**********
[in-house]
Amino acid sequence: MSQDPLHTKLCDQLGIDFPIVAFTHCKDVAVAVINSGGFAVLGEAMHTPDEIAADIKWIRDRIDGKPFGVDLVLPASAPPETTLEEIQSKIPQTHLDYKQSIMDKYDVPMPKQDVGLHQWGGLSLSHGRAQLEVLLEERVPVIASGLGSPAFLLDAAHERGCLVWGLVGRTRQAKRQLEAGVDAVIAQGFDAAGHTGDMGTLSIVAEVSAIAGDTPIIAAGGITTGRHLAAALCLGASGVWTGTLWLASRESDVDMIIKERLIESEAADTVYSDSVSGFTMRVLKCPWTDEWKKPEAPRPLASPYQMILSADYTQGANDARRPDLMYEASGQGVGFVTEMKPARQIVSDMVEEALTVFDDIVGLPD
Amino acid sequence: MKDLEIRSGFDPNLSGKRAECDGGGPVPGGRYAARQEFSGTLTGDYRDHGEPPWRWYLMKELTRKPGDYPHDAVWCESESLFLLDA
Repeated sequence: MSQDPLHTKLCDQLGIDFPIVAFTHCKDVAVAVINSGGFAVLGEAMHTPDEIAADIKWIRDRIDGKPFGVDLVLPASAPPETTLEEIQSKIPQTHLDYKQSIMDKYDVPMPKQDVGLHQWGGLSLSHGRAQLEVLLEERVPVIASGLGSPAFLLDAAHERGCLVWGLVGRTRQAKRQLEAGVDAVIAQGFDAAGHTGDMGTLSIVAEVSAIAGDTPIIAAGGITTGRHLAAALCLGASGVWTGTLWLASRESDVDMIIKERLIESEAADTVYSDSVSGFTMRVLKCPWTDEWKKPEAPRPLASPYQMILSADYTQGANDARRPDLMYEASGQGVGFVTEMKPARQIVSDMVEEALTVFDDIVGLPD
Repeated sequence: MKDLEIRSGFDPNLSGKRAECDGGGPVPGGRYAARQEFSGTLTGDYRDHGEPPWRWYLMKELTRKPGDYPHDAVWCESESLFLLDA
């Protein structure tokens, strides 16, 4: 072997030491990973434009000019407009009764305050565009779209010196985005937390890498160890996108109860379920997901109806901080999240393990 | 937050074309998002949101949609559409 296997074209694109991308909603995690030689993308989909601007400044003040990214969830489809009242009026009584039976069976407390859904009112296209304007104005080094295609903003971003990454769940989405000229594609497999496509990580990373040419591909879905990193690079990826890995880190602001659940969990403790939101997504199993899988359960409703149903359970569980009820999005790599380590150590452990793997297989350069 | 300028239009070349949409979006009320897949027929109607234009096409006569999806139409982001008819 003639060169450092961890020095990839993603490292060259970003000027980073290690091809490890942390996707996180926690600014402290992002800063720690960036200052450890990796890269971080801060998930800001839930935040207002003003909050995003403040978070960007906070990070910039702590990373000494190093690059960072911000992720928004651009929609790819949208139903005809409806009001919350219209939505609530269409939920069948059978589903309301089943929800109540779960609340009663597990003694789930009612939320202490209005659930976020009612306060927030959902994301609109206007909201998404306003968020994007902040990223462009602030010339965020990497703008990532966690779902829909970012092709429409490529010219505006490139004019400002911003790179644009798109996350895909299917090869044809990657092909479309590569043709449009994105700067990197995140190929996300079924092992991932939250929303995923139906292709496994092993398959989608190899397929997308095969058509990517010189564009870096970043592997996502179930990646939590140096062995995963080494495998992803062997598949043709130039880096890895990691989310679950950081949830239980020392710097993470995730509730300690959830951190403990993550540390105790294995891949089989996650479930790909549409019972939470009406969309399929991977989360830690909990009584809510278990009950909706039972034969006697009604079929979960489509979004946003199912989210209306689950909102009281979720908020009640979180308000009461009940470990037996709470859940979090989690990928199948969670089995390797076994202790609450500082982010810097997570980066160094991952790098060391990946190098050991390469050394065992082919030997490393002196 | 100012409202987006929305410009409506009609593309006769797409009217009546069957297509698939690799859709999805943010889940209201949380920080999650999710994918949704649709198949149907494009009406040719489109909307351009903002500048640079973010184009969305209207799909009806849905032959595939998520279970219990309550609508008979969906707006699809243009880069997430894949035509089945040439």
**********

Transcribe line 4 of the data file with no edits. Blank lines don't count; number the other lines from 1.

Repeated sequence: MSQDPLHTKLCDQLGIDFPIVAFTHCKDVAVAVINSGGFAVLGEAMHTPDEIAADIKWIRDRIDGKPFGVDLVLPASAPPETTLEEIQSKIPQTHLDYKQSIMDKYDVPMPKQDVGLHQWGGLSLSHGRAQLEVLLEERVPVIASGLGSPAFLLDAAHERGCLVWGLVGRTRQAKRQLEAGVDAVIAQGFDAAGHTGDMGTLSIVAEVSAIAGDTPIIAAGGITTGRHLAAALCLGASGVWTGTLWLASRESDVDMIIKERLIESEAADTVYSDSVSGFTMRVLKCPWTDEWKKPEAPRPLASPYQMILSADYTQGANDARRPDLMYEASGQGVGFVTEMKPARQIVSDMVEEALTVFDDIVGLPD